Briefly, this is how the harvester of this invention works: (a) a cutting device cuts the vines mainstem, preferably at root level; (b) a tine pickup lifter gently elevates the vine to a shaking device; (c) at the shaking device, rubber-covered walking bars mounted in two sets on crankshafts agitate and advance the vine along the bars. Preferably, the shaking device is novelly constructed to provide a gradually increasing shaking force as the vine moves from one end of the shaker to the other; ((1) the vine carried to the end of the shaking device falls to the ground through an open chute; (e) the tomatoes removed by the shaker fall directly onto a'specially agitated de-leafing conveyor, which is mounted on an incline moving rearwardly and upwardly; (f) the deleafing conveyor carries leaves, trash, and dirt up to the open chute where they fall through with the vines; (g) the tomatoes roll down the de-leafing conveyor and are cross-conveyed to sorting belts; (h) the tomatoes are visually sorted by hand at the rear of the machine, as the sorting belts move them rearwardly; (i) the sorted tomatoes are conveyed into bulk bins, preferably located on a trailer being pulled parallel to the harvester; and (j) the packed tomatoes are then hauled away in the bins by trucks.
Further explanation of each step and stage, together with further exposition of the problems encountered will be given in, and other objects and advantages of the invention will appear from, the following detailed description of a preferred embodiment of the invention.
In the drawings:
FIG. 1 is a view in side elevation of a tomato harvesting mac-hinne embodying the principles of the invention. A portion of the cutting means is broken to conserve space.
FIG. 2 is a top plan view of the machine of FIG. 1 with the drivers seat and the controls omitted for the sake of clarity. The boom conveyor at the rear is cut off to conserve space, and the cutting means is again broken as in FIG. 1.
FIG. 3 is a fragmentary enlarged view in section of the forward portion of the machine, taken along the line 33 in FIG. 2.
FIG. 4 is an enlarged view in side elevation and partly in section of a portion of FIG. 3 near its front end.
FIG. 5 is a fragmentary view in section of the knife blade in cutting position, beneath the ground.
FIG. 6 is a diagrammatic view in end elevation illustrating the relationship of the blade to the ground.
FIG. 7 is a somewhat diagrammatic view in side elevation of the cam-supporting portion of the left frame member of the lifting means and the cam path thereon, showing the cam there and illustrating several positions of the fingers as their cam rollers move around their loop.
FIG. 8 is a similar view of the right-hand side frame member and its cam.
FIG. 9 is an enlarged fragmentary view in end elevation and in section of the lifting means, taken along the line 99 in FIG. 3, and broken in several places to conserve space.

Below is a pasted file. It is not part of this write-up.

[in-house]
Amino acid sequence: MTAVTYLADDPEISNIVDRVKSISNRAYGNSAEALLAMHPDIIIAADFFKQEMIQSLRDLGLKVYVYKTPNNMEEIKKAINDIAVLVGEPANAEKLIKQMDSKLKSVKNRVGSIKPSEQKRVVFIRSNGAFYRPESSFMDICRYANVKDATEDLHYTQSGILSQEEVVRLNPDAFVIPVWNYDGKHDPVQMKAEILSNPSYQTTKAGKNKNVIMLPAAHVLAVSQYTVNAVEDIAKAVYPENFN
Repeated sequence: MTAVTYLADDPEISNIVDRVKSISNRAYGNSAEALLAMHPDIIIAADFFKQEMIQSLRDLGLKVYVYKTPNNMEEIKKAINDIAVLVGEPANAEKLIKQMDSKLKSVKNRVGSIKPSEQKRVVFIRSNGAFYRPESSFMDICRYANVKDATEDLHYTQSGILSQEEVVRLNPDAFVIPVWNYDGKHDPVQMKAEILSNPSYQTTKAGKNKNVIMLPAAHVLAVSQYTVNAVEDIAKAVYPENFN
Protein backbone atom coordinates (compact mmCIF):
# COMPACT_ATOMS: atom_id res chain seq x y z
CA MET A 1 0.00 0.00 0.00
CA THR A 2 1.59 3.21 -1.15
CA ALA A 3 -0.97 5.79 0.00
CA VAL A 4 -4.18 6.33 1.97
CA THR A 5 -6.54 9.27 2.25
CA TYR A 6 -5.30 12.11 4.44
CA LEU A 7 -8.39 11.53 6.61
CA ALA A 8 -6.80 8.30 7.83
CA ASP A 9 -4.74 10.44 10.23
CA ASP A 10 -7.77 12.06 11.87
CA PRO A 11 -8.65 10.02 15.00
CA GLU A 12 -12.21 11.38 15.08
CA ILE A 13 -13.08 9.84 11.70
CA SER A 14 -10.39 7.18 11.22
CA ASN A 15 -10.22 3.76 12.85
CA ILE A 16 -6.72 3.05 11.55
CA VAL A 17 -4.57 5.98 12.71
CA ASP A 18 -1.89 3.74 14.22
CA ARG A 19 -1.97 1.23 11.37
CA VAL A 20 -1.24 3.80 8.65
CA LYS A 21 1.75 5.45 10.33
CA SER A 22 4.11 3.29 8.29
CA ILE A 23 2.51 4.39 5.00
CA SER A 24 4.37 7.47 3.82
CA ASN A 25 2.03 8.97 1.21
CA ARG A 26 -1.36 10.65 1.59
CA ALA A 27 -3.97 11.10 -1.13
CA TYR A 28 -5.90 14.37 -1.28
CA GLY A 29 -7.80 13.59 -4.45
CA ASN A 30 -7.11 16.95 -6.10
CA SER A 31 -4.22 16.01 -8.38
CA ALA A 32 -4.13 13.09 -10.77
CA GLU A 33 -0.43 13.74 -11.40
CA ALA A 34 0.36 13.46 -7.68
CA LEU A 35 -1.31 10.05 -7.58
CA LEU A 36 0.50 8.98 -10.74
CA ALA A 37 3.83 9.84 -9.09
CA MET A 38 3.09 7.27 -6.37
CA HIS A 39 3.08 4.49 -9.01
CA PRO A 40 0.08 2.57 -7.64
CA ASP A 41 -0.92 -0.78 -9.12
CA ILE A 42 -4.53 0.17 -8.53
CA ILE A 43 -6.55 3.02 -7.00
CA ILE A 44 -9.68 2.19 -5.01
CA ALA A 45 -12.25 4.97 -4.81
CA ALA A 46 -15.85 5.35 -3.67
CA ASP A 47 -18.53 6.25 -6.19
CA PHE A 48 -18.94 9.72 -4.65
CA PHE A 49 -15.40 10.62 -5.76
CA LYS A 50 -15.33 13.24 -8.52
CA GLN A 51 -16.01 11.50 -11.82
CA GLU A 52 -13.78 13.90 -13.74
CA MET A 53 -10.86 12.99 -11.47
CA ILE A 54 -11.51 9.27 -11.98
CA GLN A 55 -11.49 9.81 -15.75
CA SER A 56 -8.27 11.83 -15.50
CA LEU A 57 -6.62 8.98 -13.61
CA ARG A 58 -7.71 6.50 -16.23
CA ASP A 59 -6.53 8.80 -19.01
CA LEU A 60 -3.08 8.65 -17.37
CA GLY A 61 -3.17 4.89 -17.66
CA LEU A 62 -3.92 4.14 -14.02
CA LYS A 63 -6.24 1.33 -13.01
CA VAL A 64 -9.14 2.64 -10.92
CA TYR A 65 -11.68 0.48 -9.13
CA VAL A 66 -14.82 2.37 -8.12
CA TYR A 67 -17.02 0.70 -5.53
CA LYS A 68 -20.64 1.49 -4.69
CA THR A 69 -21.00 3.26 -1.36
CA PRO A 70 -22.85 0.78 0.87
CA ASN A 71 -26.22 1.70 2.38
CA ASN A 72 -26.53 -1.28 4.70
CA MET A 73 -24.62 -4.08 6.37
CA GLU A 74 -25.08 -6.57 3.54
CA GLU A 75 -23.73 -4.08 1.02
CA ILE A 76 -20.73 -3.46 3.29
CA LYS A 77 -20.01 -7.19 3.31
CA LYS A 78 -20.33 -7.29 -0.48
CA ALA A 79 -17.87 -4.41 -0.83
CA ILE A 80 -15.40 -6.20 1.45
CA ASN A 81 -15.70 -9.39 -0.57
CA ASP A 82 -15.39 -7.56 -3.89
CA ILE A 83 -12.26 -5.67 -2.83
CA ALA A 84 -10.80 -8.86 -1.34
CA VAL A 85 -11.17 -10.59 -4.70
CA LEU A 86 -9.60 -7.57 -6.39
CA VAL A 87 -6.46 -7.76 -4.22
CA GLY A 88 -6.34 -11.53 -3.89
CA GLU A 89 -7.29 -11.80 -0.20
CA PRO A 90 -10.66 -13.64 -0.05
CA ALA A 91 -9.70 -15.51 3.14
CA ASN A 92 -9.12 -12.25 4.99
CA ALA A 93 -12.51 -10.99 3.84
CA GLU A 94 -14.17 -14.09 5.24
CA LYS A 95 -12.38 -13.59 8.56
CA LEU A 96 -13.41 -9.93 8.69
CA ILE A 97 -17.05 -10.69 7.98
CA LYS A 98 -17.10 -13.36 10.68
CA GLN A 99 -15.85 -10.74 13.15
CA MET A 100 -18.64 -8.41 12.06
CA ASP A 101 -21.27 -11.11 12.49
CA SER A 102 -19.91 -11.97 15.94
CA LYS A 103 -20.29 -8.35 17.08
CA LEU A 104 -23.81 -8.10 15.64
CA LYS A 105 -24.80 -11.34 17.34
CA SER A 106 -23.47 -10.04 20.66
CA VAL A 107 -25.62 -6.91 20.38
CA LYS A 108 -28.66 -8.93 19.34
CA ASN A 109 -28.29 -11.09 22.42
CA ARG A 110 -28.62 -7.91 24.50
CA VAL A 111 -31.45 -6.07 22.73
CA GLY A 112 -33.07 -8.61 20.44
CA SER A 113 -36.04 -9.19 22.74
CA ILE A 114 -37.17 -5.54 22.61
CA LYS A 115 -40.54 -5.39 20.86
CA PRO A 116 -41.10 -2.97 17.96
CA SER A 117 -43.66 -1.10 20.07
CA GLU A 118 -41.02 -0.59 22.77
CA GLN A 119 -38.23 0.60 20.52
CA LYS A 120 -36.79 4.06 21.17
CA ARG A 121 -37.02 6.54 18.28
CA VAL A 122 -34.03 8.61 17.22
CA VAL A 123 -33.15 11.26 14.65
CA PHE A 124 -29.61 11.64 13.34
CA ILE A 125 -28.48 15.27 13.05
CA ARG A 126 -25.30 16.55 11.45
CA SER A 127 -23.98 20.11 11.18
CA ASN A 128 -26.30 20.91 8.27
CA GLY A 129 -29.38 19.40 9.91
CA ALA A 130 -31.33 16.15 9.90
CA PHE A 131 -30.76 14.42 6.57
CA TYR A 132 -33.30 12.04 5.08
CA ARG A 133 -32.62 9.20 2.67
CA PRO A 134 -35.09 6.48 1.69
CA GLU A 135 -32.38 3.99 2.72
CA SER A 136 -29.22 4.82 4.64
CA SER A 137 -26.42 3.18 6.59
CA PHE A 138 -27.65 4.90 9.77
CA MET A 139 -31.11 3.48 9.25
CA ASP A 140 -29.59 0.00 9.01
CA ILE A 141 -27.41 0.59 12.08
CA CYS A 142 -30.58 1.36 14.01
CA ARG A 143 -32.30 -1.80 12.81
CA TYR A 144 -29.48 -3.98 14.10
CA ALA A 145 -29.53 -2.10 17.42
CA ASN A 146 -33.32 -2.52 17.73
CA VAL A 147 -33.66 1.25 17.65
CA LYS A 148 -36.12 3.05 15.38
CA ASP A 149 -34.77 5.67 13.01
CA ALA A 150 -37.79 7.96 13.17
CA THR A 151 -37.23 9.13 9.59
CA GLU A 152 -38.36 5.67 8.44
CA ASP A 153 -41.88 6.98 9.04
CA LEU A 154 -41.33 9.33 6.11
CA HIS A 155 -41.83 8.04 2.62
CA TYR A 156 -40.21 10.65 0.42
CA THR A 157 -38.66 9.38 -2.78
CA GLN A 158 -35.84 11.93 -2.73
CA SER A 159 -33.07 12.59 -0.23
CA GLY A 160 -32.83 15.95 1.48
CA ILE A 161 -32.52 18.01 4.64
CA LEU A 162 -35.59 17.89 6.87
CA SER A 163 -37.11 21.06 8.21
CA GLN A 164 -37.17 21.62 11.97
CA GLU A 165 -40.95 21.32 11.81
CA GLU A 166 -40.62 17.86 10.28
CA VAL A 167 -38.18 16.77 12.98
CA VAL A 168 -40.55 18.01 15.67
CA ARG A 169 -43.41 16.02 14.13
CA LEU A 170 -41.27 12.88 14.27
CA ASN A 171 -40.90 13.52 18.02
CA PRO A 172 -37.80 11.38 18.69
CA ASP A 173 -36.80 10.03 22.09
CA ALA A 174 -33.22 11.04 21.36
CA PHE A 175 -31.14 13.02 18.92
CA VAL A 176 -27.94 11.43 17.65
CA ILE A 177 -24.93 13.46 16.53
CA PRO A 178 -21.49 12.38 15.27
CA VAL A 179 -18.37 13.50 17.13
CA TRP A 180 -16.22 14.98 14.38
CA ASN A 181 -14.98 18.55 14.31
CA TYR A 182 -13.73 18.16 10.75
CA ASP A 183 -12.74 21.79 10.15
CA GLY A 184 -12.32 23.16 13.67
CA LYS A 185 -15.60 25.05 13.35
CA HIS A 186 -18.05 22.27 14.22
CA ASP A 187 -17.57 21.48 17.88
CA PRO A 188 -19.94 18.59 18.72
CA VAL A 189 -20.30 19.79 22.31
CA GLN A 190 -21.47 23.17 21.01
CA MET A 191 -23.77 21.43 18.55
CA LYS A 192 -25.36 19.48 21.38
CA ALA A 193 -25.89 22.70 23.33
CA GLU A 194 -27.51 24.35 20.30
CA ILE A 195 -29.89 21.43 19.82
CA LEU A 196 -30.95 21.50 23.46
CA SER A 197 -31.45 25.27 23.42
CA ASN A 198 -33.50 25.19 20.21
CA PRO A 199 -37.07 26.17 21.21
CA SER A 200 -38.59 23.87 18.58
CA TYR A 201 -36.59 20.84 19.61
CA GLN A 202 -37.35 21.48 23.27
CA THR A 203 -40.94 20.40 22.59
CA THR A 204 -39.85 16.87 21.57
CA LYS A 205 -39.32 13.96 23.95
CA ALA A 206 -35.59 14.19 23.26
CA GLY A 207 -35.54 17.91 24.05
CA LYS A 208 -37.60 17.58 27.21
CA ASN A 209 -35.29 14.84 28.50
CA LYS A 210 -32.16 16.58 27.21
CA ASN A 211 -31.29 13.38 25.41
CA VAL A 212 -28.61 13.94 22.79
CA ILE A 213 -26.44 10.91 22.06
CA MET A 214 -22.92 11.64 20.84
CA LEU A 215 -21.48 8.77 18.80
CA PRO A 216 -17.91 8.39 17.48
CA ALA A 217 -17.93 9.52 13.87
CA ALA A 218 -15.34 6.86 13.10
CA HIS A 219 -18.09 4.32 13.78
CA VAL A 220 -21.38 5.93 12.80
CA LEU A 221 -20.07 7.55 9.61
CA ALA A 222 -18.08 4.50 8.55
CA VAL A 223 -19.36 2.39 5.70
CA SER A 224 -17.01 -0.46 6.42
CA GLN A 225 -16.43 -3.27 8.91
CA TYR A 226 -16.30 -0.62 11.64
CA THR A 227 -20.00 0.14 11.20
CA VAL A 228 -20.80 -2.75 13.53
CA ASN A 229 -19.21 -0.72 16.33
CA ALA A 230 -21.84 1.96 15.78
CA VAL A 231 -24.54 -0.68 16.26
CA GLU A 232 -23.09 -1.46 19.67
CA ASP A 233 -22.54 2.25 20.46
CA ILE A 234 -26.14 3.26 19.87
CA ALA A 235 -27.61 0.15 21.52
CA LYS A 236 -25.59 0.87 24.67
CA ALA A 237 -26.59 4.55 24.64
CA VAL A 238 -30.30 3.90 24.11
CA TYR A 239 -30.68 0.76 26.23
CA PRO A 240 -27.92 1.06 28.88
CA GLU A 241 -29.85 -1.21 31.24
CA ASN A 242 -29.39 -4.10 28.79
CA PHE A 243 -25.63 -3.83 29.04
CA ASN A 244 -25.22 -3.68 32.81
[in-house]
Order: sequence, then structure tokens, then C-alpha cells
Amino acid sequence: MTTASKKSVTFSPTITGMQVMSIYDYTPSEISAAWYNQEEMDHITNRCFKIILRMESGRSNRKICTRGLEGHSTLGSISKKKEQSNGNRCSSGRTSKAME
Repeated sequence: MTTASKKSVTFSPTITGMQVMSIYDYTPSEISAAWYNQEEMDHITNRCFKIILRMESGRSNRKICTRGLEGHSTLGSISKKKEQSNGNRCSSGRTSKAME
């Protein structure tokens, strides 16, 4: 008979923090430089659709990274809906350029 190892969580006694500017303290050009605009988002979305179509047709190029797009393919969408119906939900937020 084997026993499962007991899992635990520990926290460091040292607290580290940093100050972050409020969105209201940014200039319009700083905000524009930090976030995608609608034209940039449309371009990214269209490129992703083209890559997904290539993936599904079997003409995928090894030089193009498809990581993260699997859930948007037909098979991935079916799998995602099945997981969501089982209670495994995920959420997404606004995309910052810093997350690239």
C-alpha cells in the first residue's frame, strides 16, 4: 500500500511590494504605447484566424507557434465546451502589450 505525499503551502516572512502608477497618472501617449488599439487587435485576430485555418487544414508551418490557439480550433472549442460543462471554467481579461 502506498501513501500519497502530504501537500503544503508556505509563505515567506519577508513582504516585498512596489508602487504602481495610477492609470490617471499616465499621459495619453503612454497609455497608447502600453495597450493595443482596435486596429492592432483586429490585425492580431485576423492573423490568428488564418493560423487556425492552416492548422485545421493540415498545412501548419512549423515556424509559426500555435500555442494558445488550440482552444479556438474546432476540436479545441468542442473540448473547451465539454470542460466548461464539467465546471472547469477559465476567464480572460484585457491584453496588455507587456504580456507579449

FIG. 10 is a diagrammatic plan view showing the drive mechanism for the lifting means and the wheels.
FIG. 11 is a fragmentary view in side elevation and partly in section of the shaker-walker and adjacent portions of the machine.
FIG. 12 is a top plan view of an agitator bar for the de-leafing conveyor.
FIG. 13 is a view in front end elevation of the machine, omitting the lifting means and cutting blade, and with some parts cut away and some parts shown in section.
FIG. 14 is an enlarged fragmentary view in end elevation and in section of a portion of the shaking means taken along the line 1414 in FIG. 3.
FIG. 15 is a similar view taken along the line 15-15 in FIG. 3.
FIG. 16 is a view in rear elevation of the machine. Broken lines indicate the folded position of one platform and guard rail.
FIG. 17 is a fragmentary View in side elevation with some parts cut away and some parts shown in section, of a cross and a tomato elevating conveyor.
FIG. 18 is a top plan view, diagrammatic in nature, of a modified form of shaker means wherein the walking bars diverge.
FIG. 19 is an enlarged fragmentary view in perspective of the attachment of a walking bar of FIG. 18 to its crankshaft.
The tomato harvester of this invention may have a main frame 20 supported on front wheels 21 and rear wheels 22. The frame 20 carries an engine or self-propelling means 23, a drivers seat 24, and driving and steering controls 25. The main frame 20 also supports, looking from front to rear, a cutting means 26, a lifting means 27, a shaking means 28, and 1a sorting station 29. Each of these elements will be described in detail and their connection to each other explained.
The cutting means 26 (FIGS. 1-6) An important feature of the combination of this invention is the provision at the forward end of the device of means 26 for automatically cutting off each tomato plant in the path of the machine. The cut is made at, below, or above ground level, depending on the conditions encountered, as will be explained below, and the cut is made without shaking off or cutting into the tomatoes carried by the vine.